Jimmie Johnson wins so often that it dulls NASCAR for many fans. (Jonathan Ferrey / Getty…)
AVONDALE, Ariz. — The backlash among NASCAR's faithful resurfaced almost instantly.
No sooner had Jimmie Johnson won the race at Martinsville, Va., two weeks ago, and taken the points lead in the Sprint Cup Series than the outcry began that this was, somehow, bad news.
Johnson is trying to win his sixth Cup championship — an achievement only two other drivers have accomplished — in the last seven years.
And that had a good many NASCAR watchers grumbling in the blogosphere, social media circles and on Internet message boards. Their complaint: While Johnson deserves respect as a great driver, he wins so often as to dull NASCAR overall.
Johnson holds a seven-point lead over Brad Keselowski in the Cup standings with two races left: the AdvoCare 500 on Sunday at Phoenix International Raceway and the season finale a week later at Homestead-Miami (Fla.) Speedway.
Johnson's lead is the equivalent of only seven positions on the racetrack, so a mechanical problem on his No. 48 Chevrolet or a wreck could quickly wipe out his advantage.
But Johnson also runs well at Phoenix, where he's the only four-time winner, so he's poised to at least protect his lead over Keselowski heading into the final race.
That has Johnson's fans cheering and his naysayers bracing. "Sure he's the greatest or whatever," one reader wrote on a message board, "but the second he takes the lead, it's off to the NFL I go."
Johnson has heard all of this before; it was prevalent when the 37-year-old El Cajon native reeled off a record streak of five Cup championships from 2006 through 2010.
Johnson and his Hendrick Motorsports team faltered last year, when Tony Stewart captured the Sprint Cup. But that interruption did little to lessen the backlash that occurred when Johnson took the lead in NASCAR's Chase for the Cup title playoff again this year.
Johnson is pursuing the record of seven championships, held by "The King," Richard Petty, and the late Dale Earnhardt, and he said Friday, "I really don't care" about the reaction.
"I wasn't around to see the Petty era, but … I can only assume that a lot of people were tired of seeing the King win," Johnson said. "I know that a lot of people were tired of seeing Earnhardt win.
"I lived it firsthand in watching Jeff Gordon go through that very same thing after his fourth championship" in 2001, he said. "I'm not doing anything different than Gordon, Petty, Earnhardt. In fact, I'm awfully damn proud to be in that lump of guys that had to go from cheers to boos" because they won so much.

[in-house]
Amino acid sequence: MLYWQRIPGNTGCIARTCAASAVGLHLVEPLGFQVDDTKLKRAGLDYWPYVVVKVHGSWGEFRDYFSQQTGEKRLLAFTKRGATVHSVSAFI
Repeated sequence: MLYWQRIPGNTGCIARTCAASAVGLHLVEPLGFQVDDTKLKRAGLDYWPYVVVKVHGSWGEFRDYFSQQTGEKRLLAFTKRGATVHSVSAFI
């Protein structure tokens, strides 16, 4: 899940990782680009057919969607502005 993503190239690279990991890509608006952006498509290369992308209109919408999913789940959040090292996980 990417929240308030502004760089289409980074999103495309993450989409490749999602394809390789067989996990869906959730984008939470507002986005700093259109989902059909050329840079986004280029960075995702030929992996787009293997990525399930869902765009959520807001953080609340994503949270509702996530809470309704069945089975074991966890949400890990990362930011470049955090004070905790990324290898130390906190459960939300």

Keselowski, 28, alluded to the resentment toward Johnson. "In general, the sport has that undertone of such to where everybody is ready to see something different. Obviously, I have the opportunity to provide that."
But it won't be easy. "When somebody has won five straight championships like the No. 48 [team] has, that is no fluke," Gordon said. "They just know how to grind and battle and win at the right time."
As he's proved time and again, Johnson — who grew up racing off-road vehicles — is a gifted, ultra-competitive driver who, even when he's leading the Cup standings, gets behind the wheel with the attitude that he's behind, which gives him extra motivation.
Johnson also has the benefit of fast cars from Hendrick, one of NASCAR's most successful teams. And a good deal of Johnson's success is due to crew chief Chad Knaus, who has guided Johnson since Johnson's rookie year in 2002.
"Jimmie relies a lot on Chad, and I don't think Jimmie can really imagine life much without Chad," said Rusty Wallace, a former Cup champion and now the NASCAR analyst at ESPN.
Said Wallace, who once drove the No. 2 car now driven by Keselowski: "It's my opinion they wouldn't be as successful" apart, largely because they communicate so well about what adjustments their car needs.
Knaus is among the best NASCAR crew chiefs in the business, a brainy, meticulous manager whose relationship with Johnson often is compared to the one between New England Patriots Coach Bill Belichick and quarterback Tom Brady, who have won three Super Bowls together.
Knaus, 41, also pushes the boundaries of NASCAR's rule book to give his driver an advantage. NASCAR has penalized Knaus (pronounced ke-nouse) more than once for cheating, such as in 2006, when Johnson's car was found to have a doctored rear window after Daytona 500 qualifying.
But Knaus' command of Johnson's team during this year's Chase again played a key role in Johnson's charge at another championship.
During the race at Kansas Speedway three weeks ago, Johnson slammed into the wall, badly tearing up the rear of his car and jeopardizing his Chase hopes.
But an undaunted Knaus repeatedly had Johnson pit for repairs, then told him over the radio that "there's nothing wrong" with the car. Johnson went on to finish ninth and remained second in the standings behind Keselowski.
"It was a season-changing, championship-winning" recovery, wrote Carol Einarsson, editor of Race Journal Online. The next week, at Martinsville, Johnson grabbed the points lead.
Keselowski still has a say in who wins this year's title, of course. But Johnson said that regardless of whether it upsets his critics, he wants a sixth Cup, then a seventh and an eighth.
"There are some that just don't like us," Johnson said. "That's fine, that's cool. I want to be considered the best driver ever to sit in a stock car. The undisputed way to pull that off is to win eight championships."